Social determinants of bioterrorism the concept of risk

Any discussion of bioterrorism, and certainly one that involves mitigation strategies, hinges on the concept of "risk." "Risk" refers to the likelihood that exposure to a hazard will lead to a negative consequence; therefore, it is essential to understand both the threat and the potential range of consequences associated with bioterrorism in order to accurately assess risk in this regard (Ropeik and Gray, 2002). When applied to cause-specific mortality, risk can be viewed in a purely statistical sense: the risk of dying from cardiovascular disease in the US in the year 2000 was approximately 1 in 400, while the risk of succumbing in a lightning strike was approximately 1 in 4.5 million (Table 12.1). In the arenas of human biology and medicine, however, risk assessment is based on the complex interplay of genetics, environmental factors, and chance. Risk as it relates to bioterrorism is difficult to quantify; while the probability of exposure to a biologic attack is statistically low, it is not zero, and the consequences are potentially catastrophic. This, coupled with the fact that the likelihood of actual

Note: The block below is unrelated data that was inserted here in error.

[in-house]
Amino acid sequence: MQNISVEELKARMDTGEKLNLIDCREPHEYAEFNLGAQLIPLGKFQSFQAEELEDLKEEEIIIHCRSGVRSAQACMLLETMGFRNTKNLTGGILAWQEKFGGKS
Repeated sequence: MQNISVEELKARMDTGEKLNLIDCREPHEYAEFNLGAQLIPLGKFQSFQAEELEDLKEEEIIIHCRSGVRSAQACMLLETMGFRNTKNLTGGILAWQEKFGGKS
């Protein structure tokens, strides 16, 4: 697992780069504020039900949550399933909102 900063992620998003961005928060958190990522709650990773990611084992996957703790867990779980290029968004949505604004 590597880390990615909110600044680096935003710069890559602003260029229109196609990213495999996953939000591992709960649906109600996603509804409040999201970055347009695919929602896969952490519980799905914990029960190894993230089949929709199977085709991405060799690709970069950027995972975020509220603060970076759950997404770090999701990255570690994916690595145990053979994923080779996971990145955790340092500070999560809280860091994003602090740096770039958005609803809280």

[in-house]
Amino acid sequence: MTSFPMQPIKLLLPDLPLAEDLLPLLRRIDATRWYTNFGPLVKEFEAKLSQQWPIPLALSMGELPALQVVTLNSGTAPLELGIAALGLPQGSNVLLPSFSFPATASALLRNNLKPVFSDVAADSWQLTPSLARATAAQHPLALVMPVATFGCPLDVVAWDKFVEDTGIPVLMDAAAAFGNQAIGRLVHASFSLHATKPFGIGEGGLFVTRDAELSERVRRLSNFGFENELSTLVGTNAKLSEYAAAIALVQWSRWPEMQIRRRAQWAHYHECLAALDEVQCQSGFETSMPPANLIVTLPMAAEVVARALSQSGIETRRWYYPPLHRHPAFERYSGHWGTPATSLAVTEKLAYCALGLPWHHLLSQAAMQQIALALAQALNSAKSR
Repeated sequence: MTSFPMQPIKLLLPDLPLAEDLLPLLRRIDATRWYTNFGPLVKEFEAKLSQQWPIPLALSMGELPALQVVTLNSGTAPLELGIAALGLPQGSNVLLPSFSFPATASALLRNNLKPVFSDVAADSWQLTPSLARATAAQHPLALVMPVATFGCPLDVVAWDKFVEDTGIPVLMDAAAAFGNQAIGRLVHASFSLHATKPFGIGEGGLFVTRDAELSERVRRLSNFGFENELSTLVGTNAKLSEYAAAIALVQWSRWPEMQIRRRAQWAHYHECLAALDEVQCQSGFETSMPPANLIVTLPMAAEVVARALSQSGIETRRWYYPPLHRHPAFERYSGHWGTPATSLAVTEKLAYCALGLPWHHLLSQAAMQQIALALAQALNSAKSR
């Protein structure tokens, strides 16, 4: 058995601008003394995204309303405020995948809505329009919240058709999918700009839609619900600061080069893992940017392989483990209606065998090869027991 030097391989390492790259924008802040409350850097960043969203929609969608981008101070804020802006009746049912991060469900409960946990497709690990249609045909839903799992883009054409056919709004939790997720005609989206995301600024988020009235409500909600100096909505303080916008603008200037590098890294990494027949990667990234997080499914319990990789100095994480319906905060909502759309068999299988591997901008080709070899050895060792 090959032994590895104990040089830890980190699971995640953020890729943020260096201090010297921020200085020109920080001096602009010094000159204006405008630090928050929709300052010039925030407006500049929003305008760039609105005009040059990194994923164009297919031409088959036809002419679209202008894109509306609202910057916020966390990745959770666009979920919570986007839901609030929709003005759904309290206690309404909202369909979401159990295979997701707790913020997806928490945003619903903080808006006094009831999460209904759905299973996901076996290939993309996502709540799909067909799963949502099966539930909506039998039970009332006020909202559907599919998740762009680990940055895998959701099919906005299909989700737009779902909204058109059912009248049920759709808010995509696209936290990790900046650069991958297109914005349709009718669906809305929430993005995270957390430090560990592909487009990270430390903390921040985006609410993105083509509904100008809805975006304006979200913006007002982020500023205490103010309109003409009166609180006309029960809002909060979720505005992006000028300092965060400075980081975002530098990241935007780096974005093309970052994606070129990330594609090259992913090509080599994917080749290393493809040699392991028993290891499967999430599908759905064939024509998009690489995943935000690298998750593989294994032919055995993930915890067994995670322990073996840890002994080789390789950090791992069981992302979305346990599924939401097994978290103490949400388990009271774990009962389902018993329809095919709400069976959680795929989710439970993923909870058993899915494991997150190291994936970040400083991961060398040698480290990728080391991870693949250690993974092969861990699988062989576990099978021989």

Table 12.1 US mortality risk analysis for selected public health concerns

Heart disease

1 in 397

Cancer

1 in 511

Stroke

1 in 1699

Alzheimer's

1 in 5.752

Motor vehicle accident

1 in 6745

Homicide

1 in 15,440

Drowning

1 in 64,031

Fire

1 in 82,977

Bicycle accident

1 in 376,165

Lightning strike

1 in 4,478,159

Bioterrorism (anthrax)

1 in 56,424,800

Source: Artenstein, 2006; Harvard Center for Risk Analysis, http://www.hcra.harvard.edu/ © 2004 CBEP.

Source: Artenstein, 2006; Harvard Center for Risk Analysis, http://www.hcra.harvard.edu/ © 2004 CBEP.

hazard exposure is dependent on the whims of terrorists (and therefore an unpredictable variable), renders accurate risk assessment impossible.

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